A “Data Protection Officer” (DPO) is not defined in the definitions list of Article 4. DPO has its own chapter – Articles 37-39. Article 37(1) lists three explicit instances establishing that controller and processor “shall designate” a DPO when:
“a. the processing is carried out by a public authority or body, except for courts acting in their judicial capacity;
b. the core activities of the controller or the processor consist of processing operations which, by virtue of their nature, their scope and/or their purposes, require regular and systematic monitoring of data subjects on a large scale; or
c. the core activities of the controller or the processor consist of processing on a large scale of special categories of data pursuant to Article 9 and personal data relating to criminal convictions and offences referred to in Article 10.”
Article 37(4) adds that EU or Member State law may require other controllers and processors to appoint a DPO, a section that awaits further action over time to expand those entities that must appoint a DPO.
For businesses outside the EU, they need only consider subsections b and c at this time. These subsections are more limited in scope than Article 3(2), because the “core activities” of a controller or processor must be those defined in article 37(1) or no appointment and registration of a DPO is required of a non-EU controller or processor.
If a DPO is appointed, the DPO’s tasks are defined in Article 39(1) as follows:
“a. to inform and advise the controller or the processor and the employees who carry out processing of their obligations pursuant to this Regulation and to other Union or Member State data protection provisions;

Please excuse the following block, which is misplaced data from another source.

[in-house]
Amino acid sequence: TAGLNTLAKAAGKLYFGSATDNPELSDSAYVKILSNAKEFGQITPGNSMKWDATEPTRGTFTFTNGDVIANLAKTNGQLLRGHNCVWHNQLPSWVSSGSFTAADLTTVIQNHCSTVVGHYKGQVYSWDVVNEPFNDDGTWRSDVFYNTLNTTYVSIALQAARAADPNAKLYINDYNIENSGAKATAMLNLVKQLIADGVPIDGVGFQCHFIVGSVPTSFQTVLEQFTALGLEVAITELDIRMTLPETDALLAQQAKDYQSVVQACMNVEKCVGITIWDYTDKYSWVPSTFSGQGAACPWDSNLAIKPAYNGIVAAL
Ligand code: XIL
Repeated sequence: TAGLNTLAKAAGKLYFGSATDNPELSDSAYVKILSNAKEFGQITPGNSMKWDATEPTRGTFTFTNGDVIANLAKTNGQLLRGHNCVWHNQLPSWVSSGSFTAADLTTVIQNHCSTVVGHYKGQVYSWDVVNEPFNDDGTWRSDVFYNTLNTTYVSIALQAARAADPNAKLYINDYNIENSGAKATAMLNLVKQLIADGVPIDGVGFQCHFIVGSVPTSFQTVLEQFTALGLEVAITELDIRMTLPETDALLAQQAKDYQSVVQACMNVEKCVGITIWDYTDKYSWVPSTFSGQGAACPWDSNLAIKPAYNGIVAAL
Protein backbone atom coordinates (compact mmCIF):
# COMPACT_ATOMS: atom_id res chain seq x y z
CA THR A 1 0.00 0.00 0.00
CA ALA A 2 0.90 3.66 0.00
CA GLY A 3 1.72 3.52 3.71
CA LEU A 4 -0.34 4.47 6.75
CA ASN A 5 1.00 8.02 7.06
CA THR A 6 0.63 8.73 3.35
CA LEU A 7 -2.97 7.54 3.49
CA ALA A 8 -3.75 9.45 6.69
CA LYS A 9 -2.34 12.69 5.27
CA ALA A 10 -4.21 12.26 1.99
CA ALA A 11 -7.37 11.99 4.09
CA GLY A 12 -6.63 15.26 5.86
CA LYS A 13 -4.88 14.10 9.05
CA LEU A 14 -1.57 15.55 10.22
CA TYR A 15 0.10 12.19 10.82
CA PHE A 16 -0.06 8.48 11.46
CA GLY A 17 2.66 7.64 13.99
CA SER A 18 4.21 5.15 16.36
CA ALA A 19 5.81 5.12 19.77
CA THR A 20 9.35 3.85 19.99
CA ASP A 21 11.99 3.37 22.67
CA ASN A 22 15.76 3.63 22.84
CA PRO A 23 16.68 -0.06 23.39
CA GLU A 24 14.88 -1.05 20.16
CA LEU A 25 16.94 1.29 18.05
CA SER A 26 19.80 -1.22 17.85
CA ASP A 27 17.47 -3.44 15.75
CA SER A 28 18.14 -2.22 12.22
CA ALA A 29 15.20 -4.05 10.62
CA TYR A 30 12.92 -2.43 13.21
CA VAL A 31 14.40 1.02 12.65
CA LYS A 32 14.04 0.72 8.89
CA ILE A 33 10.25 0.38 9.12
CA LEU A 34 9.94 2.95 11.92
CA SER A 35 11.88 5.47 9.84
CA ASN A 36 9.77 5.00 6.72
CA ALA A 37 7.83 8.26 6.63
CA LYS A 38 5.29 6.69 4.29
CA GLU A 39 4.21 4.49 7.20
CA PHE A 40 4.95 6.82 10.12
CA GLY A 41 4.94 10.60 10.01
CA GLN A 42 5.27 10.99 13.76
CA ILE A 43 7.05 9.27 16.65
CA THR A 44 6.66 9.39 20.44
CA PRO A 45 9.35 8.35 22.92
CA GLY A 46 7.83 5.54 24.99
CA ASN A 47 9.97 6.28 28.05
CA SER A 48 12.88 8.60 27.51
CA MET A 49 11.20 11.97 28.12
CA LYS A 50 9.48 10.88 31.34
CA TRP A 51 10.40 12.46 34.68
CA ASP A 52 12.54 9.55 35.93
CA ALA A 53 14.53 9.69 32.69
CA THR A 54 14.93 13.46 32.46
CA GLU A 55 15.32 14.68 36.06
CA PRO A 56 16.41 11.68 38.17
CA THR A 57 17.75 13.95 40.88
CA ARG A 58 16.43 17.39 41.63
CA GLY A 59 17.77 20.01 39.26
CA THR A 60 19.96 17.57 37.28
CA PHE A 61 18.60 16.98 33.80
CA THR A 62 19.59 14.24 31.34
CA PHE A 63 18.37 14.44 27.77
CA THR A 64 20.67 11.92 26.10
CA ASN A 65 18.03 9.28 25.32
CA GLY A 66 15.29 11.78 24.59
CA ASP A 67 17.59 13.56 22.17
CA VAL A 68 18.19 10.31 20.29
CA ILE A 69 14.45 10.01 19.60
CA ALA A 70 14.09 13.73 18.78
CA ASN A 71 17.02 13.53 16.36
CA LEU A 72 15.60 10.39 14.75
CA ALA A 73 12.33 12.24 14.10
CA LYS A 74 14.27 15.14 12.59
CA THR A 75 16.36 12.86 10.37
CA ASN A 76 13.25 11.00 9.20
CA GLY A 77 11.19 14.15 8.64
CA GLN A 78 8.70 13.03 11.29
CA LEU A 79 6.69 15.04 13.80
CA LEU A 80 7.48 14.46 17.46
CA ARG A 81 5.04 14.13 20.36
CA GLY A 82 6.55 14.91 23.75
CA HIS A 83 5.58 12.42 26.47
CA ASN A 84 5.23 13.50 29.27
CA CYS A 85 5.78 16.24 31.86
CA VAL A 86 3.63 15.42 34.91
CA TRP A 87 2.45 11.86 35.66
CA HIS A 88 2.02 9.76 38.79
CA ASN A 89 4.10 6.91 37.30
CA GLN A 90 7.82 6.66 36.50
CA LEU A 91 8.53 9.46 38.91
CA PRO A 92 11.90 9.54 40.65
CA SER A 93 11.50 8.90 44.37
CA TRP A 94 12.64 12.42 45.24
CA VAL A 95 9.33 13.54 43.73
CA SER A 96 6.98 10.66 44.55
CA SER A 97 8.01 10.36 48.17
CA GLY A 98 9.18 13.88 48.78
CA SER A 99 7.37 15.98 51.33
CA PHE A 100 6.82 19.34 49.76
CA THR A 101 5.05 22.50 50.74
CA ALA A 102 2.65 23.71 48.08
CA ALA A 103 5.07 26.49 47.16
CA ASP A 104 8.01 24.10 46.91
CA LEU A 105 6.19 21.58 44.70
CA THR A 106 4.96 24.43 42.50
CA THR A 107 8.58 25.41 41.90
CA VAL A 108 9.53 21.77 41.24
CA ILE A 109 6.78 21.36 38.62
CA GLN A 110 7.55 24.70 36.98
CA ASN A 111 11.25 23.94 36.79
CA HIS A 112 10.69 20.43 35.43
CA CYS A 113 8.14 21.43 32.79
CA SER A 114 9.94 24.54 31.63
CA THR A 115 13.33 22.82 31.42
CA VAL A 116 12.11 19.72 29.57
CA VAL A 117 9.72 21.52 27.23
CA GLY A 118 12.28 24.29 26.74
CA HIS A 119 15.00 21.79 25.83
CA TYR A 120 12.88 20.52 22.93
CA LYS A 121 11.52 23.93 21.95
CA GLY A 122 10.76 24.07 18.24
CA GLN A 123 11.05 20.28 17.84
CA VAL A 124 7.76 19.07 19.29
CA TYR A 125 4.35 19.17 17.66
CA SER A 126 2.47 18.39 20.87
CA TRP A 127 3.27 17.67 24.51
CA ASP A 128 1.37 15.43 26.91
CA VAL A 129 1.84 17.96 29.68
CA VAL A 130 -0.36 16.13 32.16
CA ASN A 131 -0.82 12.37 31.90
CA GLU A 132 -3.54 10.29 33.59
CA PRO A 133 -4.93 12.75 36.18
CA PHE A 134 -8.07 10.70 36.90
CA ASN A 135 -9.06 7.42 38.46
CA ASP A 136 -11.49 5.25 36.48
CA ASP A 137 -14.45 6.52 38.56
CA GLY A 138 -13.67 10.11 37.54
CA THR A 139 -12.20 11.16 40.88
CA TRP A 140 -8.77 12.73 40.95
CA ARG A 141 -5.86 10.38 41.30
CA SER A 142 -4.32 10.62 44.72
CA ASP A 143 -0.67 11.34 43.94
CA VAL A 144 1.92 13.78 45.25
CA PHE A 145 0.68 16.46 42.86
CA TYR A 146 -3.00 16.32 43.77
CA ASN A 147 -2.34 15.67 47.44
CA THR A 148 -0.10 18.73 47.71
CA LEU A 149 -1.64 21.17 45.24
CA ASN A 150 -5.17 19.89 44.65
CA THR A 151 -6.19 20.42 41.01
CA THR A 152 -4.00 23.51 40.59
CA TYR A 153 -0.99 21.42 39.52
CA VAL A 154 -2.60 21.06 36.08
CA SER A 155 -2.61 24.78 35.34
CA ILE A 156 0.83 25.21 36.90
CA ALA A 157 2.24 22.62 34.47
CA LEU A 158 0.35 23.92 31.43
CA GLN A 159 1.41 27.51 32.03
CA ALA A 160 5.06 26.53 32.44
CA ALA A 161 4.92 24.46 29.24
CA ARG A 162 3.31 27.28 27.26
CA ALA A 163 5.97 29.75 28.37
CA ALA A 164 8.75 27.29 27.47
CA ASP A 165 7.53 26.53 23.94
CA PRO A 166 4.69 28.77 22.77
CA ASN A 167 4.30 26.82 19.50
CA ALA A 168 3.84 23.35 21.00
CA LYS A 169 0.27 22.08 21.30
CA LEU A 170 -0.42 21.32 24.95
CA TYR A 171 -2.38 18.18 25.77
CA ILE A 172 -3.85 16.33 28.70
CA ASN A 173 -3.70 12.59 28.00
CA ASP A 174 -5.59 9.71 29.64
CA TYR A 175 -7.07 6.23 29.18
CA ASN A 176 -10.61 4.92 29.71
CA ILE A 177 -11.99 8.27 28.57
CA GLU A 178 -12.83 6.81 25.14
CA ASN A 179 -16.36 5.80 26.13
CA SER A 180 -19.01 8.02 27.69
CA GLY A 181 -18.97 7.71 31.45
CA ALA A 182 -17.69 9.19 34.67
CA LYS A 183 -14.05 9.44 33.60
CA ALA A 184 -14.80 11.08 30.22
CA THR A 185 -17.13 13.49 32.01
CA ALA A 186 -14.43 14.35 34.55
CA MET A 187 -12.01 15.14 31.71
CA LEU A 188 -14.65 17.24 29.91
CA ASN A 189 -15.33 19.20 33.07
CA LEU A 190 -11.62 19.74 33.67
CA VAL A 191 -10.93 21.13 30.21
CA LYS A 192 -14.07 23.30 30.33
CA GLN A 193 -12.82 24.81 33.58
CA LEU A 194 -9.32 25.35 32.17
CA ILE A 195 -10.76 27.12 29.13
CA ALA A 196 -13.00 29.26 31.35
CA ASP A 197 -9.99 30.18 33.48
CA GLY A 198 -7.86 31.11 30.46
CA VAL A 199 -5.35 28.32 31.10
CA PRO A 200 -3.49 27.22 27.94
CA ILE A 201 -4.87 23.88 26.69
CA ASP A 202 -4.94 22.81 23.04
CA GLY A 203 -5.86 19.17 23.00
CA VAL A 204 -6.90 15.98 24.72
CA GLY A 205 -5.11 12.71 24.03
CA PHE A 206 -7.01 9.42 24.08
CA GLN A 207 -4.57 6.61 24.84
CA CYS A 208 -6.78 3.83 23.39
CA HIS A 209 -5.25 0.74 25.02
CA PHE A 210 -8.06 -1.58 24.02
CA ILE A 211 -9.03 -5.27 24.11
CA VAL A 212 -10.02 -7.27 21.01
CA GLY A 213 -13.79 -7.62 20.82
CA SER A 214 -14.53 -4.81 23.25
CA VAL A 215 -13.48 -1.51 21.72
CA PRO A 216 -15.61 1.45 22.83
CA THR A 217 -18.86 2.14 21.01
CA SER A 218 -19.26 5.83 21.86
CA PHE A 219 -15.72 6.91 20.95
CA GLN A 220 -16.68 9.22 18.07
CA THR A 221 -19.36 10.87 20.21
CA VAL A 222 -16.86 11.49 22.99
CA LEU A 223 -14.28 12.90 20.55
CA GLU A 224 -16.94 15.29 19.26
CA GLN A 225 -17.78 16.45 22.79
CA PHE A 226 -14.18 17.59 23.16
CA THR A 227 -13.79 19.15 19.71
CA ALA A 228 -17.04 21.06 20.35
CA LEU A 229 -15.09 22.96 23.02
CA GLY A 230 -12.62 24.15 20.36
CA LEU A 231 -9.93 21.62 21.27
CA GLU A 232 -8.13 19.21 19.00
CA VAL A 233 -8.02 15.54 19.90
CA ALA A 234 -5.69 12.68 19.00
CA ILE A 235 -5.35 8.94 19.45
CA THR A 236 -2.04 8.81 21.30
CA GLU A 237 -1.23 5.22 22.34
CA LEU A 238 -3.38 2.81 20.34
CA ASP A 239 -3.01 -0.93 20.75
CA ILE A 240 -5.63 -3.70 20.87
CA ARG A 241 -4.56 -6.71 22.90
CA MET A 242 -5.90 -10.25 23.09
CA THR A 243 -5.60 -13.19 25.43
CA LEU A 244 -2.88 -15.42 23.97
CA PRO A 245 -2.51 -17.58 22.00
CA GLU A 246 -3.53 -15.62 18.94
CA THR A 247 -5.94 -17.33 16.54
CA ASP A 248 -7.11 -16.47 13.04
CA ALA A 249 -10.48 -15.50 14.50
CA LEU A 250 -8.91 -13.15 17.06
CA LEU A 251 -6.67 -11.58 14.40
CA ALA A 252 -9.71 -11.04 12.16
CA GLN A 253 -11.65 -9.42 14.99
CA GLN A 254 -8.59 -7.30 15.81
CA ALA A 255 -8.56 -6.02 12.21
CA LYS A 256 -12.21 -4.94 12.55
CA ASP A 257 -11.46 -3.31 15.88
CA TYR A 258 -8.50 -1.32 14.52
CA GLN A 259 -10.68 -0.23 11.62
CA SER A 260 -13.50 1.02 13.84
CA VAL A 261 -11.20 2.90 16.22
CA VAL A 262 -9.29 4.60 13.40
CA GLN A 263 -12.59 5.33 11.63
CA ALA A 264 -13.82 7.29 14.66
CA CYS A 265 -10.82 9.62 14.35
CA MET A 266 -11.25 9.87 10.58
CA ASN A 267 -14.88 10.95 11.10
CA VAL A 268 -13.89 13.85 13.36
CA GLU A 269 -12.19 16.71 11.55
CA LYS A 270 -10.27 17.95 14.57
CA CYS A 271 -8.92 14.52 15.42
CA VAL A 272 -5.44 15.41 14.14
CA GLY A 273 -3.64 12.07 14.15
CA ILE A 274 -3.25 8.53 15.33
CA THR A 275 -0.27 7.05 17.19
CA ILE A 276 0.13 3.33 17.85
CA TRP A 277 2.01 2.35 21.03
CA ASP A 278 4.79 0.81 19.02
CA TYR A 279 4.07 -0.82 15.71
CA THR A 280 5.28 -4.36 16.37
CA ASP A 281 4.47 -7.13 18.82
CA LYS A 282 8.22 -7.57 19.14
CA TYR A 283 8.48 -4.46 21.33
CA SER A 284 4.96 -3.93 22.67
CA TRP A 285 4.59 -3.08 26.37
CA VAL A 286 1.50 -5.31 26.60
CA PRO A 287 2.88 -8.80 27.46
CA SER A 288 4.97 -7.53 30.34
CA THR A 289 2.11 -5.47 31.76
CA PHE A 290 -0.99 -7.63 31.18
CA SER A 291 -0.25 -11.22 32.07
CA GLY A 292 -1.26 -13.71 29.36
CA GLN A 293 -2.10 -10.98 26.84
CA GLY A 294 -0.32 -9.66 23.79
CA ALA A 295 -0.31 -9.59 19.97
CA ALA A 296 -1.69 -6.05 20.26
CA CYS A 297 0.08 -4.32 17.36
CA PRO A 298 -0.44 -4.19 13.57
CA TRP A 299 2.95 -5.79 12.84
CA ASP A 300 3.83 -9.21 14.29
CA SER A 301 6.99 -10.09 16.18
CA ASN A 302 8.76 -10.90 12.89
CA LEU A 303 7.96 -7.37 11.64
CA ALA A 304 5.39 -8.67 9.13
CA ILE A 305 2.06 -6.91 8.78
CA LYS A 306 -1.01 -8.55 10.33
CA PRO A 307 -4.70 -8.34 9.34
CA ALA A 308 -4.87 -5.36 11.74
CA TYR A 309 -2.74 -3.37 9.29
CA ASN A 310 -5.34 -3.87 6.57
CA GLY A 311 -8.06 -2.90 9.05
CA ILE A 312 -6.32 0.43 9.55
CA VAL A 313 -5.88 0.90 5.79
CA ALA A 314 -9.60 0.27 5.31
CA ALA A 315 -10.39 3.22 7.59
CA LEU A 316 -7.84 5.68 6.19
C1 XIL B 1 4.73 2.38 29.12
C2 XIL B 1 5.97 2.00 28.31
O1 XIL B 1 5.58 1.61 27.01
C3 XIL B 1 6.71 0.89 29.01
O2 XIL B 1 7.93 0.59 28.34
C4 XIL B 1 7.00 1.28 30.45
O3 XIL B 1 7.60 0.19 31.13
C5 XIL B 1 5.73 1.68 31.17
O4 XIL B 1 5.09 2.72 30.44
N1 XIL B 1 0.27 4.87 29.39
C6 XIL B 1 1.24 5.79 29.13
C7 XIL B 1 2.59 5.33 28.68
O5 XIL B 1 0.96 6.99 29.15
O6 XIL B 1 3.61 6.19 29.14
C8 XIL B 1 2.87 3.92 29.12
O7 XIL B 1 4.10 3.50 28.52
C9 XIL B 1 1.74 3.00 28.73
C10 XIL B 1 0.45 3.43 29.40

b. to monitor compliance with this Regulation, with other Union or Member State data protection provisions and with the policies of the controller or processor in relation to the protection of personal data, including the assignment of responsibilities, awareness-raising and training of staff involved in processing operations, and the related audits;
c. to provide advice where requested as regards the data protection impact assessment and monitor its performance pursuant to Article 35;
d. to cooperate with the supervisory authority;
e. to act as the contact point for the supervisory authority on issues relating to processing, including the prior consultation referred to in Article 36, and to consult, where appropriate, with regard to any other matter.”
Unlike the representative, the DPO has certain powers that provide a certain level of independence from the controller or processor. Article 38.3 says that the DPO “shall not be dismissed or penalised by the controller or the processor for performing his tasks.” This instructs businesses that they may not retaliate against a DPO they appoint if this DPO does what the GDPR requires, despite the wishes or direction of the business.